Health spending for 2010 in the United States was $2.6 trillion, an average of $8,402 per person. Of the $2.6 trillion 31 percent was absorbed by hospital care, while doctors and clinics absorbed 20 percent. According to the Commonwealth Fund, “National health expenditures are expected to increase from $2.9 trillion to $5.5 trillion. Businesses and households are projected to pay half of the total nation healthcare costs in 2023, while the federal government will pay 23 percent and state and local government will pay 18 percent.”
Based on the data above, reimbursement models are moving from a fee-for-service to other reimbursement models. These models may have components of fee-for-service, but also include shared savings for managing overall population health. It is critical that you understand and determine how future reimbursement models will affect your organization.
The reality is that median incomes in the U.S. decreased between years 2010-2011 by 1.7 percent, (average family median income $62,273), according to Income, Poverty, and Health Insurance Coverage in the United States: 2011. Even though the median income levels have dropped consecutively the past two years, health insurance premiums continue to rise from 19 percent to 23 percent of the median household incomes. (Ref: CPS ASEC 2001-2012 Kaiser/HRET 2001-12 CMS OACT 2012-21)
So the question remains: How will the private practice survive these changes?
The only way to survive is transitioning your practice to coincide with reimbursement models and other trends in the market. Even though the transition does not have to all take place at once, the transition needs to start immediately. The result of not implementing processes and procedures to meet the payment trends could be financial ruin.
Financial clearance is no longer an option or luxury. Employers are either shifting more health insurance costs to employees, reducing health plan options, or transitioning to a consumer-driven health plan. Since employee wages have consecutively decreased and patient responsibility continues to increase (doubling in the last five years), providers have to know before treating the patients what the patient responsibility will be and collect it at the time of service. There are many automated processes and vendors that offer services to ease the burden of the providers. Many of the processes will actually feed directly into the patient’s account in the practice management software. This all can take place without requiring any actions from the practice other than reviewing the information and acting accordingly.
Automated payment options
Set up automated payments and allow patients to pay online. Offer this for times when there are remaining patient balances. Paying bills via the U.S. Postal Service is no longer a common method, although physician practices often still utilize paper statements. For many, it has become cumbersome to even find a stamp considering many bills today are paid electronically. Why not make it convenient for your patients to pay? Set up an automated online payment system at the time of service. Also, many financial institutions have wonderful solutions from freezing funds until the claim is adjudicated to setting up a set amount of money and payments until the balance is satisfied. The payments are then downloaded and electronically posted to the PM system.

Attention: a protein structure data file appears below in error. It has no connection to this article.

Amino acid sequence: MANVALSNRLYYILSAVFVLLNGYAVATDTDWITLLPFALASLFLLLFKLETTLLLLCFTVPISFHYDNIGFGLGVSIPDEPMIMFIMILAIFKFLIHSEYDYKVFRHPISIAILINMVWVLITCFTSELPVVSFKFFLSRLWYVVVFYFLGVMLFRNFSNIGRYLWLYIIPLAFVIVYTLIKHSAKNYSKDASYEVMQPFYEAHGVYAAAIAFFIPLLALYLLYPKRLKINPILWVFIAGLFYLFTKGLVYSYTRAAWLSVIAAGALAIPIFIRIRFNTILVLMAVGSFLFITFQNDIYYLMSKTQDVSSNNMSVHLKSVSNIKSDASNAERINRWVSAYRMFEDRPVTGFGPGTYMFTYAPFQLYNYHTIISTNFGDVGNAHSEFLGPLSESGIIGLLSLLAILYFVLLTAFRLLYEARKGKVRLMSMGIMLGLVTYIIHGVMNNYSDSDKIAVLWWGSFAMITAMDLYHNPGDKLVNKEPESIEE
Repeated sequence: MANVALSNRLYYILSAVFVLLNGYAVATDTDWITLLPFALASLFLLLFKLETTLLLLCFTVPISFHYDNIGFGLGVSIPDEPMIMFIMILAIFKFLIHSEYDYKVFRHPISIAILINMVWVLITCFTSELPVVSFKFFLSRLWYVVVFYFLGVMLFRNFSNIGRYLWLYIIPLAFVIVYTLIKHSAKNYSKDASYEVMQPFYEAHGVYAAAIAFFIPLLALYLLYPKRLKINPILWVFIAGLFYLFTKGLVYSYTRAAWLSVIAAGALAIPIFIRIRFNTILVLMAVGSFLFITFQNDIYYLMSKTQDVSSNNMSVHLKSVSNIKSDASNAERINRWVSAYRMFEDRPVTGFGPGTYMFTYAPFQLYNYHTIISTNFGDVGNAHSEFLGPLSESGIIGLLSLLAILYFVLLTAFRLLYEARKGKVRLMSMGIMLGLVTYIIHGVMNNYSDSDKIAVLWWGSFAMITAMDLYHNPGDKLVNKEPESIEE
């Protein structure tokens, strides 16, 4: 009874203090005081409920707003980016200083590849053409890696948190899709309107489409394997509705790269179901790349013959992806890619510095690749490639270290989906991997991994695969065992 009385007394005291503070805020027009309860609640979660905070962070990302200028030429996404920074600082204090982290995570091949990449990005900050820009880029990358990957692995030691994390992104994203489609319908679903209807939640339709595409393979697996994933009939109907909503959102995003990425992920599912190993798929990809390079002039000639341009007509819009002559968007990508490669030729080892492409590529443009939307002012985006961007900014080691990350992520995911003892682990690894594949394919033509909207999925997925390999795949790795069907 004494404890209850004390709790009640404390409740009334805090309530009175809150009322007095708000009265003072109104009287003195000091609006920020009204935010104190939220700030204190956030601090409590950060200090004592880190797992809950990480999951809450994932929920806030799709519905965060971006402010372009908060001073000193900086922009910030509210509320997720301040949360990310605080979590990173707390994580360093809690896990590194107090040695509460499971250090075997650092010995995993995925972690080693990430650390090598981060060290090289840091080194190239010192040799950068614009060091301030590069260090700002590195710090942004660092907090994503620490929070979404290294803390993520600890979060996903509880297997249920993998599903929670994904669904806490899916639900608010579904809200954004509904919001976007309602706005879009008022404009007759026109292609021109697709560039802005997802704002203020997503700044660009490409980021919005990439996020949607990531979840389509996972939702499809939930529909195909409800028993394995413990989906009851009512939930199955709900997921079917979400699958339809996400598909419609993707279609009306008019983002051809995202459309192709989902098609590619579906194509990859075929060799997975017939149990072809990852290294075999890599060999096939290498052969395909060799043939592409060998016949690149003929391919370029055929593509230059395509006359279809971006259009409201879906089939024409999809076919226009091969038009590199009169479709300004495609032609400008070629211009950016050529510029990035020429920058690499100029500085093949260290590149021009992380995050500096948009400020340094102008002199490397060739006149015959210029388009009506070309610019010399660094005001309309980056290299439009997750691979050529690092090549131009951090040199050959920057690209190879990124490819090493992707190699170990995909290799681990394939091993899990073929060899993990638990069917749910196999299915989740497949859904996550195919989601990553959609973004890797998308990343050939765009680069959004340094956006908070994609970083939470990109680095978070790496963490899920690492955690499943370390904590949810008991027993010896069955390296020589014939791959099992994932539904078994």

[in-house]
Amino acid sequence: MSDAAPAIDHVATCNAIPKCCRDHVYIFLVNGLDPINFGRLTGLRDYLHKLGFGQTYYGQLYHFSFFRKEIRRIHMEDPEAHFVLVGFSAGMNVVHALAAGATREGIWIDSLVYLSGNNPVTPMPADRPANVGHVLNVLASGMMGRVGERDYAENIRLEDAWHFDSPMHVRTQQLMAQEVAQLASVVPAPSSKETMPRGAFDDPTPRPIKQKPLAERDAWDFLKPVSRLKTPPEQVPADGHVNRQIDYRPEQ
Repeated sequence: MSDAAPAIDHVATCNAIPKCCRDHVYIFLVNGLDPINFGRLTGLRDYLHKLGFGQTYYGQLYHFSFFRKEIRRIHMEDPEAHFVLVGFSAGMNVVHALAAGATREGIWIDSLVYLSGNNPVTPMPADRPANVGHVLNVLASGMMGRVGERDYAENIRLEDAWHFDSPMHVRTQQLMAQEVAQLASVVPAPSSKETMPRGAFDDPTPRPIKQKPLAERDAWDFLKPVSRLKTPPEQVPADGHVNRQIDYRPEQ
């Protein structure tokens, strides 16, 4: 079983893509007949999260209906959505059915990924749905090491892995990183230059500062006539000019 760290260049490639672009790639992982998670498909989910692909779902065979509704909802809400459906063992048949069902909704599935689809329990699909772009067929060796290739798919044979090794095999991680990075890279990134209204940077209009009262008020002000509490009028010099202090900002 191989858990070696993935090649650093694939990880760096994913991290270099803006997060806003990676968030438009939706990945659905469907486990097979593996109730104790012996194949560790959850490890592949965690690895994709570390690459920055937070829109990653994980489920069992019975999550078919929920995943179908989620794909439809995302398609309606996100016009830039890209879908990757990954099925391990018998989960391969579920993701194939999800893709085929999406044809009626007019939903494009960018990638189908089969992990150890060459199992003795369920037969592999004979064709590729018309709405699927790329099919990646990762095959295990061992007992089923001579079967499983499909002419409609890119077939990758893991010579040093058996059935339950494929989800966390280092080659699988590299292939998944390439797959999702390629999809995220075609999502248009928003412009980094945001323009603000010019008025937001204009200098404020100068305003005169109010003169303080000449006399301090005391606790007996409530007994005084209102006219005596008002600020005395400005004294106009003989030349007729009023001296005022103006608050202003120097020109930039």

Educate your patients on their benefits and responsibilities. Remember, healthcare is confusing and can be very overwhelming. By allowing the patients to understand their benefits and financial responsibilities, you will allow them to take ownership of their bills. This is a great opportunity to add value to your service, too.
Quality of care
Quality of care is here, but are you ready? Quality of care is no longer a value-add service you are providing to your patients; thanks to regulations, it is becoming a requirement. Reimbursement models are transitioning to bundled and value-based payments. While this will be exciting for many providers it is going to be devastating for others. Providers can take many steps now to be proactive in quality of care. These steps could include: continued training for staff, surveying patients on quality of care, or even just taking a second and ask the patient how they feel about the quality of care they are receiving as they are being treated. Just be careful…do not ask the question unless you are prepared for the answer! It may not be the answer you were expecting.
When it comes down to it, patient satisfaction will be fundamental in survival of private practices and other healthcare organizations. Providers and other healthcare organizations should be invested in providing quality care and educating patients on making wise healthcare decisions. This, in turn, will encourage patients to become vested in their healthcare benefits and spending.